If you read the news then you’re no stranger to the lengths parents will go to, to ensure that their kids get into the “right” college. There’s the Varsity Blues scandal from earlier this year, where wealthy folks ran scams on the admissions system at Ivy-league colleges to get their kids in. And then there was the gossip scandal at elite Sidwell Friends School in DC, where parents were discovered spreading rumors about other kids, and even school counselors, to make their own children look better on their college applications.
Will it ever end? Apparently not… The newest scandal rocking the college admissions world comes from the suburbs of Chicago, and involves, well, you guessed it – money. (Don’t they all?) But in this case, the fall-out from these scams could have a direct impact on foster kids in the future, robbing them of a chance to achieve their higher education goals.
If you want help with the cost of college, but earn too much money, what then?
College is expensive. Insanely expensive! Hundreds of thousands of dollars spent educating each generation. And the unfortunate reality is that many of those kids won’t use those degrees in any meaningful way. Which means countless dollars spent one something that’s ultimately wasted. For the very wealthy that cost doesn’t mean much, and doesn’t impact their bank accounts.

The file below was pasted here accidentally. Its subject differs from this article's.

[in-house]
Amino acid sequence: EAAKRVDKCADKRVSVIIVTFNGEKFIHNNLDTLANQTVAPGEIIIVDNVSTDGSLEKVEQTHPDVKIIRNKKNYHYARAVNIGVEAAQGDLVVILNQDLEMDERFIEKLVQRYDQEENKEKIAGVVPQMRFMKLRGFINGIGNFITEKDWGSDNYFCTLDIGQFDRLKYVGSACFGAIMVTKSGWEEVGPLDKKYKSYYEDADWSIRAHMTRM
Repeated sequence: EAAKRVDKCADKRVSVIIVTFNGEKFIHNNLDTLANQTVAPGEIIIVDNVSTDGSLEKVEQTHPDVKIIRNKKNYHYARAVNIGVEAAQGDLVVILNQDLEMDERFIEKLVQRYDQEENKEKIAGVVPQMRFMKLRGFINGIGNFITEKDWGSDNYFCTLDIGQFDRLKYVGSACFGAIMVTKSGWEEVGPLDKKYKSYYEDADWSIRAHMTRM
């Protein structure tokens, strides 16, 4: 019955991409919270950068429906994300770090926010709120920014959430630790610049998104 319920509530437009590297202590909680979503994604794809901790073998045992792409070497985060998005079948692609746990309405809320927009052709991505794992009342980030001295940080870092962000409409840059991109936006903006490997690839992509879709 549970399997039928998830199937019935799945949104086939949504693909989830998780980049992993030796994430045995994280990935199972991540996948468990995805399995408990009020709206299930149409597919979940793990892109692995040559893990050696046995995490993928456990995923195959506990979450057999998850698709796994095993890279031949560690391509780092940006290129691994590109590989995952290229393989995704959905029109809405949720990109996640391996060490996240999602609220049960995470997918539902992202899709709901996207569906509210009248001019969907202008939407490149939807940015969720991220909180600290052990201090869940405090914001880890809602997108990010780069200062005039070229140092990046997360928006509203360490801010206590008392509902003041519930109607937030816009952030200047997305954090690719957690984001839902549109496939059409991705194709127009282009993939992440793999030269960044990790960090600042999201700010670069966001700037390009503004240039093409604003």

For the poor, the dollar amount is so astronomical as to make the entire process utterly unreachable. They’re disqualified before they even begin. But for the middle class, it’s a quandary. Many parents in America’s midline economic status are still paying off their own college loans. They know the value of a college degree, but they’re also intimately acquainted with the incredible financial cost. On paper, they earn too much to be eligible for financial aid, but in real life, they barely make enough to sustain their lifestyles. So how do you get around it? Scams, obviously. Right?
You work the system in ways that aren’t illegal but are certainly questionable.
According to ProPublica and The Wall Street Journal, parents in the Chicago suburbs have been turning over their teenage children into the legal care of less wealthy families so that their kids will qualify for need-based financial aid when the time comes for college. Can you imagine that? Giving up your rights to your child simply so that someone else will pay for their college? It’s inconceivable, and yet it’s happening. But so what? Why would that matter? Who could it possibly hurt?
Join us next time for a look at how this college financial aid scam does impact kids in foster care. But until then, remember that if the kids in foster care are YOUR kids, and you’d like them back (as any reasonable parent would!) you need to call 866 766 5245. At The Kronzek Firm, our experienced and aggressive CPS defense attorneys can help you fight for your parental rights and protect your children from a broken system.